What is the Biggest Threat to National Power Grid?
Squirrels are a major threat to our national power grid, but birds are also a big problem. They can touch two different charges at the same time, causing an explosion that could electrocute the animal and destroy a substation, which in turn could cause power outages for thousands of homes. Power line sensors designed to protect power lines are available on the market. Companies like Power Line Sentry design solutions for these problems.
For decades, squirrels have caused major problems on the national power grid. A new Twitter account, @cybersquirrel1, has been created to track these issues. Visitors can choose the month they want to learn about and see pictures of successful squirrel operations. News stories about the squirrels also can be found on the website. The LLNL researchers have already received interest from utility companies. Hopefully this work will inspire more researchers to use this technology.
While squirrels do not pose a direct threat to the national power grid, they have caused outages in the past. One outage in Kentucky was caused by a wire-chewing squirrel. Another in Richmond, VA caused a short circuit, affecting a substation. In 2004, bird outages at Los Angeles International Airport delayed flights and threatened airport security. Another blackout was caused by a squirrel in Milborne Port, Somerset, last year.
Geomagnetic storms are a looming threat to our national power grid. These powerful storms can cause electrical outages and disrupt communications. High levels of induced current can cause up to 100 kiloamperes to flow through electrical components connected to the grid. These high currents can damage components inside and cause widespread power outages. A Carrington-level extreme geomagnetic storm is almost certain to occur in the future.
If a geomagnetic storm does hit the US, it can cause a total collapse of the electric power grid and water infrastructure. Without water, people will face cholera outbreaks and lack of fuel for boiling water. Food production would also suffer. Many plants that produce fertilizer, insecticides, and feed require electricity to operate. Therefore, if the entire power grid goes down, there will be no food supply.
Several attacks are already underway, including those targeting utilities, energy systems, and other grid assets. The goal of these cyberattacks varies by the attacker. While some are motivated by financial gain, others are motivated by a desire to disrupt business operations. To bring the entire grid to a halt, the attacker would have to launch a highly sophisticated attack. In addition, a successful attack would require extensive knowledge of electricity systems.
The recent power outage in Ukraine was caused by hackers, researchers say. The outage came after years of warnings about the digital security of the power grid. In addition to blackouts, the bushy-tailed rodents have also disrupted the economy. The 1987 attack, for example, forced the closing of twenty million shares on the London Stock Exchange, forcing it to be shut down.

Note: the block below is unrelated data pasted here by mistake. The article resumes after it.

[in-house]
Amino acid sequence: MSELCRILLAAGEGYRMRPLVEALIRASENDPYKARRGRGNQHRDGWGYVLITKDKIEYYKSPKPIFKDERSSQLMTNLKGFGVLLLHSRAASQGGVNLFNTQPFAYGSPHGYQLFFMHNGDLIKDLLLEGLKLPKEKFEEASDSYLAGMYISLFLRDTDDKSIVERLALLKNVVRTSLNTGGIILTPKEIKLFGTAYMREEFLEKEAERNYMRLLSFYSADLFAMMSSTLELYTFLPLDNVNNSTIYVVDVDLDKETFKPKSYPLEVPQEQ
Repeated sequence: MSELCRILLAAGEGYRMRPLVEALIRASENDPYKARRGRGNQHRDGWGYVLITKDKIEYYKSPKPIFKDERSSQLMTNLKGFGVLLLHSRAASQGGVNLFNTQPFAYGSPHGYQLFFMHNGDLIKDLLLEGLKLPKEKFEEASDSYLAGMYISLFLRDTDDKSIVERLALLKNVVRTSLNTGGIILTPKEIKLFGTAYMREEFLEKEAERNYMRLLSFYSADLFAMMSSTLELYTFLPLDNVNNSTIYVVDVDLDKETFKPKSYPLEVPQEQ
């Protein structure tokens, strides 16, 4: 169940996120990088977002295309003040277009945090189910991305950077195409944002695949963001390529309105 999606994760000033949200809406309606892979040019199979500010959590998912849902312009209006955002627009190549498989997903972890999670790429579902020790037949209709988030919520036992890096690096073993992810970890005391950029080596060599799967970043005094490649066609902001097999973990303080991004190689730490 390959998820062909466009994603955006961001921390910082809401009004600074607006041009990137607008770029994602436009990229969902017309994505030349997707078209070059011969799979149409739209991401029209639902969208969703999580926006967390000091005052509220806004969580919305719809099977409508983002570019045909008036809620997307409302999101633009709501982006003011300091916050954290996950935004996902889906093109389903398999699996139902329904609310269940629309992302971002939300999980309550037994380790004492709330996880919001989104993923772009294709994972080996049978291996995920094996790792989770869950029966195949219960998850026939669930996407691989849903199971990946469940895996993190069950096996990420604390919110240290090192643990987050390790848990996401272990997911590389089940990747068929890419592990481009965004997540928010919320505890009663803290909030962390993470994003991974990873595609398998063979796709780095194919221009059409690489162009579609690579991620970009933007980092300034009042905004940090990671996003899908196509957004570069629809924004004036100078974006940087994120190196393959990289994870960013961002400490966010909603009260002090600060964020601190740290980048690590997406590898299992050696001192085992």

Squirrel attacks on the national power grid are a common occurrence. A New York resident has tracked the damage squirrels cause to power grids. Other news reports show the extent of damage squirrels can do, including the creation of a website called CyberSquirrel. According to the American Public Power Association, squirrel attacks cause more power outages than storms. On average, squirrel attacks cause three times as many power outages as storms.
Despite being relatively soft targets, electric power substations are vulnerable to a cyber attack. Squirrels, like viruses, can act as paths between electrical lines. The problem with this is that the threat is not necessarily a computer virus or malware. Moreover, there is no evidence that nation states are responsible for such attacks. Still, there are other reported cyberattacks on national power grids that cannot be attributed to nation states.
According to a recent Department of Homeland Security intelligence memo obtained by CNN, domestic violent extremists will continue to plot attacks on the country’s electrical infrastructure. While such attacks are unlikely to cause the national power grid to go offline, they can still damage physical infrastructure and put people and operations at risk. The memo lists past incidents of concern and possible election-related threats. In addition, there is the possibility of cyber attacks targeting electrical infrastructure.
Cyber attacks are a constant threat to the national power grid, and a cyberattack would have disastrous consequences. In order to protect the power grid from such attacks, procedures need to be improved and updated. Ordinary hackers would not be able to take down the power grid. It would require a large amount of intelligence and analysis, not to mention sophisticated hacking skills. And if the attack were to occur, America would be left in the dark for nine to 18 months.
Jessica Watson is a PHD holder from the University of Washington. She studied behavior and interaction between squirrels and has presented her research in several wildlife conferences including TWS Annual Conference in Winnipeg.